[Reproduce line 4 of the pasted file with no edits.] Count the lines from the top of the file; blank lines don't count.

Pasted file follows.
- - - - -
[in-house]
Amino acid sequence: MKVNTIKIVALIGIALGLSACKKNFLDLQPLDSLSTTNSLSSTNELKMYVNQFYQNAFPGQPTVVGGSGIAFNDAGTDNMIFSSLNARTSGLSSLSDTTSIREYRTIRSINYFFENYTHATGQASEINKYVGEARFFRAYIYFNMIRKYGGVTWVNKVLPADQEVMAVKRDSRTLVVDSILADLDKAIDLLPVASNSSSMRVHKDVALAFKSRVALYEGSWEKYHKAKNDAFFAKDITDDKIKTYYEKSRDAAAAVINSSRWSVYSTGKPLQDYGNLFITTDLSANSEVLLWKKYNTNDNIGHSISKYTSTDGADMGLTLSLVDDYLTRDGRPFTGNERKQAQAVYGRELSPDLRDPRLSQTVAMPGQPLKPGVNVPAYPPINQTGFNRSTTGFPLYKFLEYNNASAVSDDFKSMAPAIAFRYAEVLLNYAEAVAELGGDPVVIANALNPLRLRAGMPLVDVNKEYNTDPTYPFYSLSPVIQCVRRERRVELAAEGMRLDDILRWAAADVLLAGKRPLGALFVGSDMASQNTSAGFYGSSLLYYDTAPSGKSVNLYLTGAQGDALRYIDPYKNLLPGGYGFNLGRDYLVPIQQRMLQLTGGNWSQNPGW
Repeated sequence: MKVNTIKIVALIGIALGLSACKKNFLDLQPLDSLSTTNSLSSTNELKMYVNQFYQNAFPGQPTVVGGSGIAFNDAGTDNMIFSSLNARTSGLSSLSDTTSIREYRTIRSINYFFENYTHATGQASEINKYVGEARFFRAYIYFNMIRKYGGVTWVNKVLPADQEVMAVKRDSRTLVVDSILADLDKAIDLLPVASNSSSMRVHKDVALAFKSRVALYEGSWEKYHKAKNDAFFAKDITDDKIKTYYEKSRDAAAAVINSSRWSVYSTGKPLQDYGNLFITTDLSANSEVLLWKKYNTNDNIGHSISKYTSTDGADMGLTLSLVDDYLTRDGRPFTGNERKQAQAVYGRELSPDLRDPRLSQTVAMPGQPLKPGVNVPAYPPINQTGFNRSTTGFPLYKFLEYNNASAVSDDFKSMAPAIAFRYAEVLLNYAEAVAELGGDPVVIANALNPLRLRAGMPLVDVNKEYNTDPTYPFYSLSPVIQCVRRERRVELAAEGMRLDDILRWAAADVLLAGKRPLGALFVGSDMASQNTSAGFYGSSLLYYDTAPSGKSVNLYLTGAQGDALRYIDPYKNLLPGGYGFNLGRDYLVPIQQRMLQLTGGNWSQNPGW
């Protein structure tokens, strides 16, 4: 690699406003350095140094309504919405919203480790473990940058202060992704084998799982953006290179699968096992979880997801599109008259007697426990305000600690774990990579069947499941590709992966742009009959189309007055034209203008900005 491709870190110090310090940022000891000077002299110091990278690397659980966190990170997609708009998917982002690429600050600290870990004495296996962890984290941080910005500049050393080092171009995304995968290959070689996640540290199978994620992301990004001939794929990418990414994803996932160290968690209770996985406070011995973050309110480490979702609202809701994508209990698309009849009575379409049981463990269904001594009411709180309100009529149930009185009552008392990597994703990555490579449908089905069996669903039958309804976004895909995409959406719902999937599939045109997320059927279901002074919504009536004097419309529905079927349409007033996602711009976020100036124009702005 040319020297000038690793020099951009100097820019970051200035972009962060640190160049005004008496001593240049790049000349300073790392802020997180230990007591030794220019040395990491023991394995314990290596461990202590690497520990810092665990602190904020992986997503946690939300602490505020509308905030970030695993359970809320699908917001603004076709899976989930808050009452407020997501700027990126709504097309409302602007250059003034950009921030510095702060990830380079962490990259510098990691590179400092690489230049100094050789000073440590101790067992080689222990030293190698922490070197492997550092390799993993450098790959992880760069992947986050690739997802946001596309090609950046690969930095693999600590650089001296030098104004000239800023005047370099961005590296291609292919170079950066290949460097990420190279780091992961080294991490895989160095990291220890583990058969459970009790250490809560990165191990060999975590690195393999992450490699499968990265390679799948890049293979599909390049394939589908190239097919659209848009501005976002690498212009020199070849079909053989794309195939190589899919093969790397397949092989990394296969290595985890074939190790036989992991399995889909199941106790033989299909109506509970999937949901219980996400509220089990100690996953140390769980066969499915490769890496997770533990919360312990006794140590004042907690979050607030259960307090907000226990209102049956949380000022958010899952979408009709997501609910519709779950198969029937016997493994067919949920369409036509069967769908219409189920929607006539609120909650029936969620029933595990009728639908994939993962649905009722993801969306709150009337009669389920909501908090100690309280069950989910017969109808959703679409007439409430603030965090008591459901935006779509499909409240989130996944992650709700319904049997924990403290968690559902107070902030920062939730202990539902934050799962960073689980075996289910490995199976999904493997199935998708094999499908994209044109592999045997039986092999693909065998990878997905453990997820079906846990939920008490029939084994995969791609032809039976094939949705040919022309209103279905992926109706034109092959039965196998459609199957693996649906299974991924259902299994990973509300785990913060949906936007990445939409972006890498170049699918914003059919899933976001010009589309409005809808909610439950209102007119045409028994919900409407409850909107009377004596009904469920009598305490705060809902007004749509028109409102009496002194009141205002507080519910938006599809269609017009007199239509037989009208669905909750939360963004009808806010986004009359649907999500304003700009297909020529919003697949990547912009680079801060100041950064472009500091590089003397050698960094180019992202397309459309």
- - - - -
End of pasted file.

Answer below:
């Protein structure tokens, strides 16, 4: 690699406003350095140094309504919405919203480790473990940058202060992704084998799982953006290179699968096992979880997801599109008259007697426990305000600690774990990579069947499941590709992966742009009959189309007055034209203008900005 491709870190110090310090940022000891000077002299110091990278690397659980966190990170997609708009998917982002690429600050600290870990004495296996962890984290941080910005500049050393080092171009995304995968290959070689996640540290199978994620992301990004001939794929990418990414994803996932160290968690209770996985406070011995973050309110480490979702609202809701994508209990698309009849009575379409049981463990269904001594009411709180309100009529149930009185009552008392990597994703990555490579449908089905069996669903039958309804976004895909995409959406719902999937599939045109997320059927279901002074919504009536004097419309529905079927349409007033996602711009976020100036124009702005 040319020297000038690793020099951009100097820019970051200035972009962060640190160049005004008496001593240049790049000349300073790392802020997180230990007591030794220019040395990491023991394995314990290596461990202590690497520990810092665990602190904020992986997503946690939300602490505020509308905030970030695993359970809320699908917001603004076709899976989930808050009452407020997501700027990126709504097309409302602007250059003034950009921030510095702060990830380079962490990259510098990691590179400092690489230049100094050789000073440590101790067992080689222990030293190698922490070197492997550092390799993993450098790959992880760069992947986050690739997802946001596309090609950046690969930095693999600590650089001296030098104004000239800023005047370099961005590296291609292919170079950066290949460097990420190279780091992961080294991490895989160095990291220890583990058969459970009790250490809560990165191990060999975590690195393999992450490699499968990265390679799948890049293979599909390049394939589908190239097919659209848009501005976002690498212009020199070849079909053989794309195939190589899919093969790397397949092989990394296969290595985890074939190790036989992991399995889909199941106790033989299909109506509970999937949901219980996400509220089990100690996953140390769980066969499915490769890496997770533990919360312990006794140590004042907690979050607030259960307090907000226990209102049956949380000022958010899952979408009709997501609910519709779950198969029937016997493994067919949920369409036509069967769908219409189920929607006539609120909650029936969620029933595990009728639908994939993962649905009722993801969306709150009337009669389920909501908090100690309280069950989910017969109808959703679409007439409430603030965090008591459901935006779509499909409240989130996944992650709700319904049997924990403290968690559902107070902030920062939730202990539902934050799962960073689980075996289910490995199976999904493997199935998708094999499908994209044109592999045997039986092999693909065998990878997905453990997820079906846990939920008490029939084994995969791609032809039976094939949705040919022309209103279905992926109706034109092959039965196998459609199957693996649906299974991924259902299994990973509300785990913060949906936007990445939409972006890498170049699918914003059919899933976001010009589309409005809808909610439950209102007119045409028994919900409407409850909107009377004596009904469920009598305490705060809902007004749509028109409102009496002194009141205002507080519910938006599809269609017009007199239509037989009208669905909750939360963004009808806010986004009359649907999500304003700009297909020529919003697949990547912009680079801060100041950064472009500091590089003397050698960094180019992202397309459309």